Kondo A, Albayram O, Zhou XZ, Lu KP. Pin1 knockout mice: A model for the study of tau pathology in Alzheimer’s disease. Methods Mol Biol 2017; 1523: 415-25.
Chen CH, Li W, Sultana R, You MH, Kondo A, Shahpasand K, et al. Pin1 cysteine-113 oxidation inhibits its catalytic activity and cellular function in Alzheimer’s disease. Neurobiol Dis 2015; 76: 13-23.
Kondo A, Shahpasand K, Mannix R, Qiu J, Moncaster J, Chen CH, et al. Antibody against early driver of neurodegeneration cis P-tau blocks brain injury and tauopathy. Nature 2015; 523(7561): 431-6.
Nakamura K, Greenwood A, Binder L, Bigio EH, Denial S, Nicholson L, et al. Proline isomer-specific antibodies reveal the early pathogenic tau conformation in Alzheimer’s disease. Cell 2012; 149(1): 232-44.
Pei L, Wang S, Jin H, Bi L, Wei N, Yan H, et al. A Novel mechanism of spine damages in stroke via DAPK1 and tau. Cereb Cortex 2015; 25(11): 4559-71.
Duan DX, Chai GS, Ni ZF, Hu Y, Luo Y, Cheng XS, et al. Phosphorylation of tau by death-associated protein kinase 1 antagonizes the kinase-induced cell apoptosis. J Alzheimers Dis 2013; 37(4): 795-808.
Pastorino L, Lu KP. Phosphorylation of the amyloid precursor protein (APP): Is this a mechanism in favor or against Alzheimer’s disease? Neurosci Res Commun 2005; 35: 213-31.
Suzuki T, Nakaya T. Regulation of amyloid beta-protein precursor by phosphorylation and protein interactions. J Biol Chem 2008; 283(44): 29633-7.
Lee MS, Kao SC, Lemere CA, Xia W, Tseng HC, Zhou Y, et al. APP processing is regulated by cytoplasmic phosphorylation. J Cell Biol 2003; 163(1): 83-95.
Ma SL, Pastorino L, Zhou XZ, Lu KP. Prolyl isomerase Pin1 promotes amyloid precursor protein (APP) turnover by inhibiting glycogen synthase kinase-3beta (GSK3beta) activity: novel mechanism for Pin1 to protect against Alzheimer disease. J Biol Chem 2012; 287(10): 6969-73.
Craft JM, Watterson DM, Frautschy SA, Van Eldik LJ. Aminopyridazines inhibit beta-amyloid-induced glial activation and neuronal damage in vivo. Neurobiol Aging 2004; 25(10): 1283-92.
Farag AK, Roh EJ. Death-associated protein kinase (DAPK) family modulators: Current and future therapeutic outcomes. Med Res Rev 2018; 4: 120-9.
Gandesiri M, Chakilam S, Ivanovska J, Benderska N, Ocker M, Di Fazio P, et al. DAPK plays an important role in panobinostat-induced autophagy and commits cells to apoptosis under autophagy deficient conditions. Apoptosis 2012; 17(12): 1300-15.
Zhang H, Chen GG, Zhang Z, Chun S, Leung BC, Lai PB. Induction of autophagy in hepatocellular carcinoma cells by SB203580 requires activation of AMPK and DAPK but not p38 MAPK. Apoptosis 2012; 17(4): 325-34.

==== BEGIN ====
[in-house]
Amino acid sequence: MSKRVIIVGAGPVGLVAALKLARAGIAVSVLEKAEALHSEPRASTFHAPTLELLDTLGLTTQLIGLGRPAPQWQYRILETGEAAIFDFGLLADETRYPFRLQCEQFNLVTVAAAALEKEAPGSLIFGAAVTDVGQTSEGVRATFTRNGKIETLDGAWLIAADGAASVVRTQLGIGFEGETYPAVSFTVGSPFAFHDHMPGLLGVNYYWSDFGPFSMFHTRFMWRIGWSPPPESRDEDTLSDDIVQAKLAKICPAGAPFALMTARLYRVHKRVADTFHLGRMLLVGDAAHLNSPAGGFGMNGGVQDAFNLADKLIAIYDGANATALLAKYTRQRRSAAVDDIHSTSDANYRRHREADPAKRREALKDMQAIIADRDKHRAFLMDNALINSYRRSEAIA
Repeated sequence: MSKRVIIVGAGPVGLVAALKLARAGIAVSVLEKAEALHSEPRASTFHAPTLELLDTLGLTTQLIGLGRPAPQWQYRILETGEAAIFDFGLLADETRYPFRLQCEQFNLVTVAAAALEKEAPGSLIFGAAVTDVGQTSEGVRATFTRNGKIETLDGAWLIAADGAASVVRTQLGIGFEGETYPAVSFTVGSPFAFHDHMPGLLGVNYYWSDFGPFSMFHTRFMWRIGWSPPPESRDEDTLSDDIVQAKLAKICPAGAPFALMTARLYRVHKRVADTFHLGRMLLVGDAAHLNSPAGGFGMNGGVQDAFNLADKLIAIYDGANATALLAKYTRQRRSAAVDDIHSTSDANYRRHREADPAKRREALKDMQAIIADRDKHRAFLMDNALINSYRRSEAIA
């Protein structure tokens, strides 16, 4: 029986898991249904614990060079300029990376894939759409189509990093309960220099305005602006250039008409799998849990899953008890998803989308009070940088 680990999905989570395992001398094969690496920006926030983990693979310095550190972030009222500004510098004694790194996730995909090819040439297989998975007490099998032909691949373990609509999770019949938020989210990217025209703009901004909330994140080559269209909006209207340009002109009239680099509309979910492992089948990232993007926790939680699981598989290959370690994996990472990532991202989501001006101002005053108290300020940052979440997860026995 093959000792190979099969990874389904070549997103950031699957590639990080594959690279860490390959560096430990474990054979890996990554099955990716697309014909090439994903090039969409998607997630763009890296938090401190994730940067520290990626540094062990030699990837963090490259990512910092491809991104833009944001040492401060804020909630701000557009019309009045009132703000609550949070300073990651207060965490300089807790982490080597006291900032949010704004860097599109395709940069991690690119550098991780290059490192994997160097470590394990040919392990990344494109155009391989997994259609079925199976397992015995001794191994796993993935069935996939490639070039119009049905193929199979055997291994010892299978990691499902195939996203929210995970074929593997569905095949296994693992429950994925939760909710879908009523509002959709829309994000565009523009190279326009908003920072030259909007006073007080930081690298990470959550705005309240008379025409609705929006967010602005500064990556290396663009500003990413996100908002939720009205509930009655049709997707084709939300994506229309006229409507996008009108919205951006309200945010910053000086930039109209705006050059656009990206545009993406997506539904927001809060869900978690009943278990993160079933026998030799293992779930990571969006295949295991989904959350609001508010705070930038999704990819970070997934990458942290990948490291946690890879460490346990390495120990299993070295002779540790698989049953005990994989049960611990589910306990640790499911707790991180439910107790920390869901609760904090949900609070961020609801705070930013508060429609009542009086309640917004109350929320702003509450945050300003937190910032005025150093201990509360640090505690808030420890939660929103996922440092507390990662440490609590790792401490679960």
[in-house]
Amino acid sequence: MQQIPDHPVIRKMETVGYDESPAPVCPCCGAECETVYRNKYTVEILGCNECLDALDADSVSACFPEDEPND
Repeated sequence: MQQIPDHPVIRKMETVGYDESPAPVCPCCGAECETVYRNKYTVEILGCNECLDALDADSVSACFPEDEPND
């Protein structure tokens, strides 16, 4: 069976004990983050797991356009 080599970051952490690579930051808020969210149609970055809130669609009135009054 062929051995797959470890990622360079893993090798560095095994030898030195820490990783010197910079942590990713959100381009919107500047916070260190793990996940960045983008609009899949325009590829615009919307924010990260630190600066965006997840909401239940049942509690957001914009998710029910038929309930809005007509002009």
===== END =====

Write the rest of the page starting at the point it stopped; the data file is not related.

Wu J, Hu CP, Gu QH, Li YP, Song M. Trichostatin A sensitizes cisplatin-resistant A549 cells to apoptosis by up-regulating death-associated protein kinase. Acta Pharmacol Sin 2010; 31(1): 93-101.
Luo XJ, Li LL, Deng QP, Yu XF, Yang LF, Luo FJ, et al. Grifolin, a potent antitumour natural product upregulates death-associated protein kinase 1 DAPK1 via p53 in nasopharyngeal carcinoma cells. Eur J Cancer 2011; 47(2): 316-25.
Wu B, Yao H, Wang S, Xu R. DAPK1 modulates a curcumin-induced G2/M arrest and apoptosis by regulating STAT3, NF-kappaB, and caspase-3 activation. Biochem Biophys Res Commun 2013; 434(1): 75-80.
Puto LA, Reed JC. Daxx represses RelB target promoters via DNA methyltransferase recruitment and DNA hypermethylation. Genes Dev 2008; 22(8): 998-1010.
Pulling LC, Grimes MJ, Damiani LA, Juri DE, Do K, Tellez CS, et al. Dual promoter regulation of death-associated protein kinase gene leads to differentially silenced transcripts by methylation in cancer. Carcinogenesis 2009; 30(12): 2023-30.
Satoh A, Toyota M, Itoh F, Kikuchi T, Obata T, Sasaki Y, et al. DNA methylation and histone deacetylation associated with silencing DAP kinase gene expression in colorectal and gastric cancers. Br J Cancer 2002; 86(11): 1817-23.
Toyooka S, Toyooka KO, Miyajima K, Reddy JL, Toyota M, Sathyanarayana UG, et al. Epigenetic down-regulation of death-associated protein kinase in lung cancers. Clin Cancer Res 2003; 9(8): 3034-41.
Chico LK, Van Eldik LJ, Watterson DM. Targeting protein kinases in central nervous system disorders. Nat Rev Drug Discov 2009; 8(11): 892-909.
Velentza AV, Wainwright MS, Zasadzki M, Mirzoeva S, Schumacher AM, Haiech J, et al. An aminopyridazine-based inhibitor of a pro-apoptotic protein kinase attenuates hypoxia-ischemia induced acute brain injury. Bioorg Med Chem Lett 2003; 13(20): 3465-70.
Mirzoeva S, Sawkar A, Zasadzki M, Guo L, Velentza AV, Dunlap V, et al. Discovery of a 3-amino-6-phenyl-pyridazine derivative as a new synthetic antineuroinflammatory compound. J Med Chem 2002; 45(3): 563-6.
Okamoto M, Takayama K, Shimizu T, Ishida K, Takahashi O, Furuya T. Identification of death-associated protein kinases inhibitors using structure-based virtual screening. J Med Chem 2009; 52(22): 7323-7.